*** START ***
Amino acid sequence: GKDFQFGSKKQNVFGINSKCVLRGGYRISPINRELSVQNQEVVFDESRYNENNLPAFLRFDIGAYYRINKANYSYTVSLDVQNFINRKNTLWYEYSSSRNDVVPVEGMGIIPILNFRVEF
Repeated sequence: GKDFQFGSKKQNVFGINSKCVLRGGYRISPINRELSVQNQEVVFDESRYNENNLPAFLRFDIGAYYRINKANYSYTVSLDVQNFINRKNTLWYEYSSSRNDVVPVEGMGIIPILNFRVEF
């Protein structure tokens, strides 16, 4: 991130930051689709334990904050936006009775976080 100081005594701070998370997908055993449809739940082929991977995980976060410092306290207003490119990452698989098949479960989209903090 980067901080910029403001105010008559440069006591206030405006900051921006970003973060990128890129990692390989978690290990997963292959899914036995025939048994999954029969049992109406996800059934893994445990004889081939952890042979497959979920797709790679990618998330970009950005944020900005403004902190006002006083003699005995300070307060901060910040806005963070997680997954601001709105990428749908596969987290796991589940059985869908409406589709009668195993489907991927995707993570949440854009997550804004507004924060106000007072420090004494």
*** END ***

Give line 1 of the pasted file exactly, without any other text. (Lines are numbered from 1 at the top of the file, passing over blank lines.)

Amino acid sequence: GKDFQFGSKKQNVFGINSKCVLRGGYRISPINRELSVQNQEVVFDESRYNENNLPAFLRFDIGAYYRINKANYSYTVSLDVQNFINRKNTLWYEYSSSRNDVVPVEGMGIIPILNFRVEF